Use two applications of malathion liquid, seven days apart.
Leave each application on for 12 hours if treating lice, or 24 hours if treating scabies; then wash it off with soap and water.
Affected family/contacts should all be treated on the same day.
About malathion liquid
|Type of medicine||An insecticide|
|Used for||Treatment of scabies, head lice and crab lice|
|Available as||Liquid for use on the skin and scalp|
Malathion liquid contains an insecticide. It kills insects (parasites) that live on humans, such as head lice, the scabies mite and crab lice. Two applications of treatment with malathion liquid are needed, one week apart.
Head lice are common in children but can affect anyone of any age. Close hair-to-hair contact is usually needed to pass lice on. Head lice cannot jump or fly but walk from one head to another. They are tiny grey/brown insects, about the size of a sesame seed. Head lice cling to hairs but stay close to the scalp which they feed off. Many people with head lice do not have any symptoms, although some may have an itchy scalp.
Scabies is an itchy skin disorder that leads to a rash. It is caused by an infestation with a parasite - the scabies mite. The mite lives on the skin and burrows into it. Scabies is contagious and spreads to others through close skin-to-skin contact. The hand is the most common site to be first affected, probably from prolonged hand-holding with an infected person. Close skin-to-skin contact when having sex is another common way of catching scabies.
Crab (pubic) lice are tiny insects that live on humans, usually in the pubic hair. They are passed on through close body contact, such as when having sex. Infestation with crab lice can cause itching but not everyone affected has symptoms. Crab lice are grey or brown in colour. They get their name because some of their legs have crab-like claws.
Malathion liquid is available on prescription, or you can buy it without a prescription at a pharmacy. It is easy to apply and normally works well if used properly.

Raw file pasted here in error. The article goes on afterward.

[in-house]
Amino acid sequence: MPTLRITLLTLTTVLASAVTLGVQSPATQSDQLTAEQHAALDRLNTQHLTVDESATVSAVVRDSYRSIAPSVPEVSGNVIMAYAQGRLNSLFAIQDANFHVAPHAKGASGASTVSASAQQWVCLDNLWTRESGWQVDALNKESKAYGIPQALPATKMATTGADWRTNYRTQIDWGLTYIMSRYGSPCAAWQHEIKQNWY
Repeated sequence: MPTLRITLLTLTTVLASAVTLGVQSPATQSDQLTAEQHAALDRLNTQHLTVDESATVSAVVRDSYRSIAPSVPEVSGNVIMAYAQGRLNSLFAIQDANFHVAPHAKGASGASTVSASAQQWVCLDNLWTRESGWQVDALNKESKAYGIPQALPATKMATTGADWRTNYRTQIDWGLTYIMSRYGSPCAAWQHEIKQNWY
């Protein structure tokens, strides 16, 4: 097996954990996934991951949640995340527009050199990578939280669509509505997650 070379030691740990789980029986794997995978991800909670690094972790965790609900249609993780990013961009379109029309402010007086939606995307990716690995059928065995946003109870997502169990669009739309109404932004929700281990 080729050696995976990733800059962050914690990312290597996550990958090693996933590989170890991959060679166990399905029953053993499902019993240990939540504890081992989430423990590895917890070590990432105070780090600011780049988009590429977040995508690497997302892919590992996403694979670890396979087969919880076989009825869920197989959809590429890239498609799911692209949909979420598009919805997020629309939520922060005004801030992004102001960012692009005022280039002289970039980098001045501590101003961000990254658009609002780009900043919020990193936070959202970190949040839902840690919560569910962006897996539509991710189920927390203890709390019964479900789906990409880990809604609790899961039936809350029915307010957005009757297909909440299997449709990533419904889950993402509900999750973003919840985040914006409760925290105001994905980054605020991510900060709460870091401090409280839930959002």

Before using malathion liquid
To make sure this is the right treatment for you (or your child), before you start using malathion liquid it is important that your doctor or pharmacist knows:
- If any areas of skin are sore or infected.
- If you are pregnant or breast-feeding.
- If it is for a child under 6 months old. This is because, in very young children, it should only be used on the advice of a doctor.
- If you have ever had an allergic reaction to a medicine or skin product.
How to use malathion liquid
- Before you (or your child) start the treatment, read the manufacturer's printed information leaflet from inside the pack. It will give you more information about applying malathion liquid and will provide you with a full list of the side-effects which you could experience from using it. Two applications of treatment are needed, one week apart.
- To treat head lice: apply the liquid to dry hair and rub it into the scalp. Let the hair dry again naturally. Leave it on for 8-12 hours (preferably overnight) and then shampoo it out. Comb through the hair, using a 'nit comb', while it is still wet to remove the dead lice and eggs (nits). You will need to use malathion a second time, seven days after the first treatment. Apply the liquid in the same way as the first time. Using two treatments helps to ensure that any lice emerging from eggs having survived the first treatment are killed.
- To treat scabies: apply the liquid over your whole body including your face, neck, scalp and ears, but try to take care not to get any into your eyes. Remember to include awkward places such as your back, the soles of your feet, between your fingers and toes, under your fingernails, and your genitals. Malathion should be applied when your skin is cool and dry, so if you have just had a bath or shower, wait for a little while to let your skin cool before you apply it. Pay special attention to the areas where mite burrows can commonly occur - the front of your wrists and elbows, beneath your breasts, your armpits, and around the nipples in women. Let your skin dry naturally after applying the treatment and leave it on for 24 hours. Each time you wash your hands using soap during this 24 hours, reapply the liquid to your hands afterwards. After 24 hours, remove the treatment from your skin by having a bath or a shower. You will need to use malathion a second time, seven days after the first treatment. Apply the liquid in the same way as the first time.
- To treat crab (pubic) lice: apply the liquid over your whole body including your face, neck, scalp and ears, but try to take care not to get any into your eyes. Remember to include awkward places and pay particular attention to all hairy areas (such as eyebrows and facial hair) and your genitals. Let your skin dry naturally. Leave the treatment on for 12 hours (or overnight) and then wash it off by having a bath or a shower. You will need to use the liquid a second time, seven days after the first treatment. Apply it in the same way as the first time. Using two treatments, a week apart like this, helps to ensure that all the lice are killed.